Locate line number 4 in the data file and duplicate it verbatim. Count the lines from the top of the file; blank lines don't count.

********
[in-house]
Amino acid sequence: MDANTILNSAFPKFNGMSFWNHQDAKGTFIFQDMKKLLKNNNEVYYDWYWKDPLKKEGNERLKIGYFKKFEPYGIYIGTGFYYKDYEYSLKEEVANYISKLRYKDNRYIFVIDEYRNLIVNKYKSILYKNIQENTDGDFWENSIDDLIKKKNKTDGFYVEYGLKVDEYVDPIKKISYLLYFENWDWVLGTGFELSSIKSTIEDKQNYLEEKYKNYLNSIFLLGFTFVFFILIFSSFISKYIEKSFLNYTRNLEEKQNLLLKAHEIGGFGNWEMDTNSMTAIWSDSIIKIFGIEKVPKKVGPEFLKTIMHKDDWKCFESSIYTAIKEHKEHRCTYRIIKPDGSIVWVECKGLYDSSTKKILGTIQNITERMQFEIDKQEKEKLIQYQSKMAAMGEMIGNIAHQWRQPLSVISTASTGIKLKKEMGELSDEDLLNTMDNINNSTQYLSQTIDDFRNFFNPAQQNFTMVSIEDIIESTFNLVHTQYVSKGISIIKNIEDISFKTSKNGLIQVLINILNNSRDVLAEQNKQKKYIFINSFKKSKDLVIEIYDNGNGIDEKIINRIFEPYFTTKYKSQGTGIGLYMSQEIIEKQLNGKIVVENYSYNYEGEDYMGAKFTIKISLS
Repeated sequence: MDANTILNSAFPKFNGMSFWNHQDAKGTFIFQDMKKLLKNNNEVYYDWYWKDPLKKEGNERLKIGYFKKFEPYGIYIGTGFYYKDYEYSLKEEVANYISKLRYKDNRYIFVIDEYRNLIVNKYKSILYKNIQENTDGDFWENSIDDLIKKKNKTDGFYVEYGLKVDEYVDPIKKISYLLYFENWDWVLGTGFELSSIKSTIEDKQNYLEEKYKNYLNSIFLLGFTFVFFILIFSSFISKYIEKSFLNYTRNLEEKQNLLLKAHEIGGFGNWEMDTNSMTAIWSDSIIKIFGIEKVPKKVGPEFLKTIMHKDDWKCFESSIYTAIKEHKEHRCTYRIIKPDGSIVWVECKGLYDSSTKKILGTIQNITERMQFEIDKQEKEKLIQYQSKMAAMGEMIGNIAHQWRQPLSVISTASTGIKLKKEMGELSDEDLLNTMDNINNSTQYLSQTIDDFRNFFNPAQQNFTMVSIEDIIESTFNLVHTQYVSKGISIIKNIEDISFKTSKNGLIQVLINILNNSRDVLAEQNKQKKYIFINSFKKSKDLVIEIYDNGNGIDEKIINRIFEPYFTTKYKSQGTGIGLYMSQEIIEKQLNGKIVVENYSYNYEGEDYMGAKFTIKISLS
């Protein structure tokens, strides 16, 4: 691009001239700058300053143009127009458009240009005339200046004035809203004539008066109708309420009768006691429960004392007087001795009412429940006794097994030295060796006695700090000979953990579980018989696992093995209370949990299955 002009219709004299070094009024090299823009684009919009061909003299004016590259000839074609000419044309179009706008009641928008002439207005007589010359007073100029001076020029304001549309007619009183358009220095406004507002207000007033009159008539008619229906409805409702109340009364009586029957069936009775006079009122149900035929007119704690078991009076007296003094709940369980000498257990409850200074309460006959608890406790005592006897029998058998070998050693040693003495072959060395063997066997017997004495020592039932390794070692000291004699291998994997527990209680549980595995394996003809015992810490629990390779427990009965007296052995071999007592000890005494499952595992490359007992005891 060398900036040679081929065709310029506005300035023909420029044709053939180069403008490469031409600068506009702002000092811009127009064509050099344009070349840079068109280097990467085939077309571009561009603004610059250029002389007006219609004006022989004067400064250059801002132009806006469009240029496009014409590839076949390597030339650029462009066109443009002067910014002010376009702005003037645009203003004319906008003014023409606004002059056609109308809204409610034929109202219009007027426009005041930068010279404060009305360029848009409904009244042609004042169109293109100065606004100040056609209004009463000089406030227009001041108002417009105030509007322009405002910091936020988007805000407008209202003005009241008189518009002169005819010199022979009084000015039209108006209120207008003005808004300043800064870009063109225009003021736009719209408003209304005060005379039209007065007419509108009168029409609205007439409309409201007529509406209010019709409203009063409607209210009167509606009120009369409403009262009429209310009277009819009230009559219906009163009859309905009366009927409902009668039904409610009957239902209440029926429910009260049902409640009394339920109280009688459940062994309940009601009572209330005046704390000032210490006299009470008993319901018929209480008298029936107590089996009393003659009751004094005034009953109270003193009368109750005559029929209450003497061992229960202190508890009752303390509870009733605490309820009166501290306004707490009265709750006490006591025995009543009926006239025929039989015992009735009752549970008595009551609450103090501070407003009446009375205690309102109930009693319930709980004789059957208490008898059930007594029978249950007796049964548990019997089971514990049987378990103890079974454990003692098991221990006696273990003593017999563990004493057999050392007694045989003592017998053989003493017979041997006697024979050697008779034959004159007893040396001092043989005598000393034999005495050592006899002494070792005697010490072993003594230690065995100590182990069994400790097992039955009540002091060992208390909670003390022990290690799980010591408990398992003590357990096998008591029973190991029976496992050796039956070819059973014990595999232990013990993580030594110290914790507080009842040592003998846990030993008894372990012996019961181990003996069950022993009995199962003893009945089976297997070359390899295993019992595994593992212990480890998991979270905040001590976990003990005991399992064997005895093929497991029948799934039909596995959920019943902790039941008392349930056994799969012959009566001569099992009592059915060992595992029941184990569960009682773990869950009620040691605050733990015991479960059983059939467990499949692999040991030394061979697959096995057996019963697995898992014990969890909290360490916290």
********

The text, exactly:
């Protein structure tokens, strides 16, 4: 691009001239700058300053143009127009458009240009005339200046004035809203004539008066109708309420009768006691429960004392007087001795009412429940006794097994030295060796006695700090000979953990579980018989696992093995209370949990299955 002009219709004299070094009024090299823009684009919009061909003299004016590259000839074609000419044309179009706008009641928008002439207005007589010359007073100029001076020029304001549309007619009183358009220095406004507002207000007033009159008539008619229906409805409702109340009364009586029957069936009775006079009122149900035929007119704690078991009076007296003094709940369980000498257990409850200074309460006959608890406790005592006897029998058998070998050693040693003495072959060395063997066997017997004495020592039932390794070692000291004699291998994997527990209680549980595995394996003809015992810490629990390779427990009965007296052995071999007592000890005494499952595992490359007992005891 060398900036040679081929065709310029506005300035023909420029044709053939180069403008490469031409600068506009702002000092811009127009064509050099344009070349840079068109280097990467085939077309571009561009603004610059250029002389007006219609004006022989004067400064250059801002132009806006469009240029496009014409590839076949390597030339650029462009066109443009002067910014002010376009702005003037645009203003004319906008003014023409606004002059056609109308809204409610034929109202219009007027426009005041930068010279404060009305360029848009409904009244042609004042169109293109100065606004100040056609209004009463000089406030227009001041108002417009105030509007322009405002910091936020988007805000407008209202003005009241008189518009002169005819010199022979009084000015039209108006209120207008003005808004300043800064870009063109225009003021736009719209408003209304005060005379039209007065007419509108009168029409609205007439409309409201007529509406209010019709409203009063409607209210009167509606009120009369409403009262009429209310009277009819009230009559219906009163009859309905009366009927409902009668039904409610009957239902209440029926429910009260049902409640009394339920109280009688459940062994309940009601009572209330005046704390000032210490006299009470008993319901018929209480008298029936107590089996009393003659009751004094005034009953109270003193009368109750005559029929209450003497061992229960202190508890009752303390509870009733605490309820009166501290306004707490009265709750006490006591025995009543009926006239025929039989015992009735009752549970008595009551609450103090501070407003009446009375205690309102109930009693319930709980004789059957208490008898059930007594029978249950007796049964548990019997089971514990049987378990103890079974454990003692098991221990006696273990003593017999563990004493057999050392007694045989003592017998053989003493017979041997006697024979050697008779034959004159007893040396001092043989005598000393034999005495050592006899002494070792005697010490072993003594230690065995100590182990069994400790097992039955009540002091060992208390909670003390022990290690799980010591408990398992003590357990096998008591029973190991029976496992050796039956070819059973014990595999232990013990993580030594110290914790507080009842040592003998846990030993008894372990012996019961181990003996069950022993009995199962003893009945089976297997070359390899295993019992595994593992212990480890998991979270905040001590976990003990005991399992064997005895093929497991029948799934039909596995959920019943902790039941008392349930056994799969012959009566001569099992009592059915060992595992029941184990569960009682773990869950009620040691605050733990015991479960059983059939467990499949692999040991030394061979697959096995057996019963697995898992014990969890909290360490916290």